Crude oil prices are moving towards the $100 mark. Should we be worried?
It is not easy to assess the impact of an oil shock on an economy. That task still remains an art. In spite of two oil shocks in 1973 and 1979, it is still unclear how to make good quantitative assessments of the phenomenon.
The United Nations Development Programme (UNDP) has tried to come to grips with this problem in a recent report, Overcoming Vulnerability to Rising Oil Prices: Options for Asia and the Pacific. It has created an innovative Oil Price Vulnerability Index (OPVI) to measure the impact of oil price hikes on countries in Asia and the Pacific.
The index is a composite of three factors: economic strength of a country, its economic performance and economic growth with a low share of oil in its energy mix.
The results are interesting for India. The index is a good reflection of the muddled state of energy affairs that prevail in the country. India ranks at a comfortable No. 5 among 24 nations (the greater the number rank of a country in the OPVI, the more vulnerable it is). Its use of coal and hydro power to generate energy have been highlighted in the report; this is reflected in the economic growth with a low share of oil part of the index.
Probably this is where the good news ends, at least on the policy front. With increasing oil imports (as measured by the gap between domestic oil production and consumption), India’s economy is much more vulnerable to exogenous shocks. For India, the gap in 2006 stood at 2,500 barrels a day.
Fuel price distortions are only prolonging the inevitable, if painful, recalibration of prices. They have also badly dented the country’s capacity to bear the brunt of upward oil price swings. This is measured by the economic strength variables in the OPVI. These, as structured in the index, take stock of major indicators like the balance of payments, the current account situation, budget balance and oil import dependence. Here India takes a beating. The economic strength indicator is -0.03 for India (compared with China’s 0.87) and India ranks at 11 out of the 24 countries in question. In this respect it is the weakest among the major economies of the region.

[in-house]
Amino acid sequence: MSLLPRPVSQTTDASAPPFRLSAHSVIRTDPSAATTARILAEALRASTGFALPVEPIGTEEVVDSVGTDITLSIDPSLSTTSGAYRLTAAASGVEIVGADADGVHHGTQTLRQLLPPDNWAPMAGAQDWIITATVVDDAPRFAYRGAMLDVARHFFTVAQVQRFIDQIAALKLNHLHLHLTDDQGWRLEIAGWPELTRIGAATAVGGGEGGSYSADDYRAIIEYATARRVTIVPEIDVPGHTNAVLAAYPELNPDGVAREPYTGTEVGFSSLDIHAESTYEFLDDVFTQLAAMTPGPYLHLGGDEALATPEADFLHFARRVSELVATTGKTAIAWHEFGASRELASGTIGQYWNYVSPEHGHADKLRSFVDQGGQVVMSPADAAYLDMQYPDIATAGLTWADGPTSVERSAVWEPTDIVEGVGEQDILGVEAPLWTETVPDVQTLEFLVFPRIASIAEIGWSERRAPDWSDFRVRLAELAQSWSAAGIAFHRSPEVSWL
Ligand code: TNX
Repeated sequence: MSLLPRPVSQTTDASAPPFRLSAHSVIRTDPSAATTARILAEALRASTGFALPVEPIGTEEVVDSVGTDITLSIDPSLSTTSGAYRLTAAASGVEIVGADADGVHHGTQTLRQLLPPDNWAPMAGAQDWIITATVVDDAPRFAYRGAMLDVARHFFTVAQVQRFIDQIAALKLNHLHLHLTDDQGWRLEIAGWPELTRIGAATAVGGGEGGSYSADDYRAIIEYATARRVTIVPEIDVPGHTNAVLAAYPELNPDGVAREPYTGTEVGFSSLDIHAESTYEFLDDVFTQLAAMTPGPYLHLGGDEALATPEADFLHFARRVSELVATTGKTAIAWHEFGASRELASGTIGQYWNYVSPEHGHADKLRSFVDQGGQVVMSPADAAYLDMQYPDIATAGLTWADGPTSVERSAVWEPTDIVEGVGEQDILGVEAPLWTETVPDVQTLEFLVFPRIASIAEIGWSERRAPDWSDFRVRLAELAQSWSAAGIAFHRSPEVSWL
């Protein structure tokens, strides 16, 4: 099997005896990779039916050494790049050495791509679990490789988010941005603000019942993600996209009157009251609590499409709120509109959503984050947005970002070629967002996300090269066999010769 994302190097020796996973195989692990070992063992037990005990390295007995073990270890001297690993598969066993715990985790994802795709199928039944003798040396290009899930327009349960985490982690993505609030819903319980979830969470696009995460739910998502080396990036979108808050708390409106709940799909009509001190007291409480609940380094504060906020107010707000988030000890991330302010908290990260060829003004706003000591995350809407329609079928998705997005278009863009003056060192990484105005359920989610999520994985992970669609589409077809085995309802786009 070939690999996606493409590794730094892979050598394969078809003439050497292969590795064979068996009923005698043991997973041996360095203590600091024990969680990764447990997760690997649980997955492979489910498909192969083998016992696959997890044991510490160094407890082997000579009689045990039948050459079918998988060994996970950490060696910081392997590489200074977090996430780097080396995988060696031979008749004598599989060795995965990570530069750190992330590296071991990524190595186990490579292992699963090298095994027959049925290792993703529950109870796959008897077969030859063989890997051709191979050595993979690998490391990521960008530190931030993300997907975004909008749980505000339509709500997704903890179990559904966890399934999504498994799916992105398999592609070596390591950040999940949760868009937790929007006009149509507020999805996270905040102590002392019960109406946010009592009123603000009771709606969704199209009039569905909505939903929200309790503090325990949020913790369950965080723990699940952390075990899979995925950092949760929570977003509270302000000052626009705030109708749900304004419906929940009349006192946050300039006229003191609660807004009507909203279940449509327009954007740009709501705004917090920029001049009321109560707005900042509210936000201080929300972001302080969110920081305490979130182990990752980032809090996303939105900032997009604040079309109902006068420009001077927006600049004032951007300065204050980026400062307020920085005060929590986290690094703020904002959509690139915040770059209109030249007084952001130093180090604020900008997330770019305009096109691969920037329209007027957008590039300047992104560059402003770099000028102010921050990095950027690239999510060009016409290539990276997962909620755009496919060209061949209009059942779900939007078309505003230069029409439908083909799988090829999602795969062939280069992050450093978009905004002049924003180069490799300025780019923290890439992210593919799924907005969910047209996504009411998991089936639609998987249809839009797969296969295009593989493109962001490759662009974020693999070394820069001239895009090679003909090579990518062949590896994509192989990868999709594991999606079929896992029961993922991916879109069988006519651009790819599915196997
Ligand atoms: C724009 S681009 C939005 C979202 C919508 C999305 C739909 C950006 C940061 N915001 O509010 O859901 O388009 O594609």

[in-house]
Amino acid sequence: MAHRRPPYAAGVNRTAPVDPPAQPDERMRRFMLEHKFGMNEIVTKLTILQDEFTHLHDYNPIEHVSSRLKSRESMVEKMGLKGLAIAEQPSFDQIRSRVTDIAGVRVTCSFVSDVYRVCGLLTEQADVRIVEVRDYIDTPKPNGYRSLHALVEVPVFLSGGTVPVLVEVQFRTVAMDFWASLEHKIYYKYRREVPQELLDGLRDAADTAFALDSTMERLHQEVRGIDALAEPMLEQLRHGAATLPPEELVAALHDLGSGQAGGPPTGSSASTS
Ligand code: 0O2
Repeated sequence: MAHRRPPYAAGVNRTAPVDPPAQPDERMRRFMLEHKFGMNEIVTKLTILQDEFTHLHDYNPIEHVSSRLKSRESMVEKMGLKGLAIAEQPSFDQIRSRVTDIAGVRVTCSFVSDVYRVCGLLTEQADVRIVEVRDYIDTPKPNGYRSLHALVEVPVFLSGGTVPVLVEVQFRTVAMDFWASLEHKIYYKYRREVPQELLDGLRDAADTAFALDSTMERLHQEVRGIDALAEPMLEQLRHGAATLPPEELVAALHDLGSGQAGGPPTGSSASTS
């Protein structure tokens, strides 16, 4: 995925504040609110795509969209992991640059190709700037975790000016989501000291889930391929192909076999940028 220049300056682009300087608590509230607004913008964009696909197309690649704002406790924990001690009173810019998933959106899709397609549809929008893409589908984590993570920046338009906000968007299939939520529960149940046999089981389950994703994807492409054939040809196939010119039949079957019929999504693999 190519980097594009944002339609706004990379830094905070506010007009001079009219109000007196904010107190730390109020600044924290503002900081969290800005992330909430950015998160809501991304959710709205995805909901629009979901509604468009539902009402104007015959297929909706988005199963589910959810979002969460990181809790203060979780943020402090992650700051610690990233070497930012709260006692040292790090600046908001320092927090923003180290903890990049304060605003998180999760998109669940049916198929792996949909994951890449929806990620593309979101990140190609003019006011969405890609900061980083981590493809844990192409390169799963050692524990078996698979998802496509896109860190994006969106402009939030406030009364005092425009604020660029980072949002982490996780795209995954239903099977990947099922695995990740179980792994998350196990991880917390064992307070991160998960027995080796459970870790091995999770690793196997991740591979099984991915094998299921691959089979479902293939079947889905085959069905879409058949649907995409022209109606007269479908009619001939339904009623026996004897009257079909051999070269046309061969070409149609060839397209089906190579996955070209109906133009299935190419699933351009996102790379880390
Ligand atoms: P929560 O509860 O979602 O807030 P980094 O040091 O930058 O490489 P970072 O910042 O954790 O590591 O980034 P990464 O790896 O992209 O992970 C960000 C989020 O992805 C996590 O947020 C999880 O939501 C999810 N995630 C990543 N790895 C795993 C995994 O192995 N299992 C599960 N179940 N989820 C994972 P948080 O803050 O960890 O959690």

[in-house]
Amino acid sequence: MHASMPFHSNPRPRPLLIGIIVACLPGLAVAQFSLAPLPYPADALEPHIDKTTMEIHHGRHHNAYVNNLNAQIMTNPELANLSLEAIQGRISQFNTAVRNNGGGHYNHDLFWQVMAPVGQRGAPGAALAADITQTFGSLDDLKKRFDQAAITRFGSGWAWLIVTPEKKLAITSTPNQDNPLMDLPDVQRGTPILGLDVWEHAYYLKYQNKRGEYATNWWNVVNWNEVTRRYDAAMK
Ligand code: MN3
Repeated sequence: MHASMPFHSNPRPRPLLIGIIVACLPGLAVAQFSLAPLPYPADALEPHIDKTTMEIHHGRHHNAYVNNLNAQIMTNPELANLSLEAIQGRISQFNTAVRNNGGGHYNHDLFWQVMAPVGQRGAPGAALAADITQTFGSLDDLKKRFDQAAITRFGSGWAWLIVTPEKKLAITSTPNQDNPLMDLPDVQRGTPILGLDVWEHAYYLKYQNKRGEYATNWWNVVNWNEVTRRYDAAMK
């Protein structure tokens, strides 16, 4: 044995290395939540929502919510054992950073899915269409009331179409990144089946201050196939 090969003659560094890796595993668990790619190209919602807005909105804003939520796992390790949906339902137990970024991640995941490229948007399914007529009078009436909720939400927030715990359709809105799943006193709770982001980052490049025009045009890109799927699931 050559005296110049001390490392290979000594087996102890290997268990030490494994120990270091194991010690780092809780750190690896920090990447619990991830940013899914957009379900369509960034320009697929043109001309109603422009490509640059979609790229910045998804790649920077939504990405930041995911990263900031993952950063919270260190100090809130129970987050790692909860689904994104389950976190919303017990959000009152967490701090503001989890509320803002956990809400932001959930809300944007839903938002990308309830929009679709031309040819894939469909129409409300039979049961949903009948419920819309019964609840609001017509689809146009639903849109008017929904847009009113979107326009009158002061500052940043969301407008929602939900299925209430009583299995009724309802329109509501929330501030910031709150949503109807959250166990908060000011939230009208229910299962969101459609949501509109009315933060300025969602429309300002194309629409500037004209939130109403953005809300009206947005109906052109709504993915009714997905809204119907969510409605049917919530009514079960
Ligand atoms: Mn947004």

The lessons for India are clear, even if the road map to implement them is not. Any fuel price hike in line with economic costs of production and delivery threatens the government of the day through inflation and consumer anger. But not correcting prices would be perilous to longer-term economic security. There’s no gainsaying that subsidized fuel costs hide the true costs of production of manufactured goods. Post-price correction, profits would be illusory for a large number of producers. All this is well known, but the cost of business as usual is not.
These matters have been stressed and highlighted so many times that people have come to believe they represent a false alarm. This is not true. The innovative, off-balance sheet accounting of oil costs hides the real costs of oil in India. If these were to be accounted properly, India’s ranking in the OVPI is sure to deteriorate. This would, mainly, be the result of a fall in the economic strength component of the index. The interplay between macroeconomic performance and policy myopia is captured well by this component. It would be interesting to watch this over time.
The problem then is to balance short-term comforts with longer-term security. There are questions whether the political system can make these adjustments, for the policymaking and implementing apparatus cannot do so without political initiative. For this, ultimately, citizens have to be informed about what is possible and what is not. They have to decide whether they want the pain injection at one time or spread over time.
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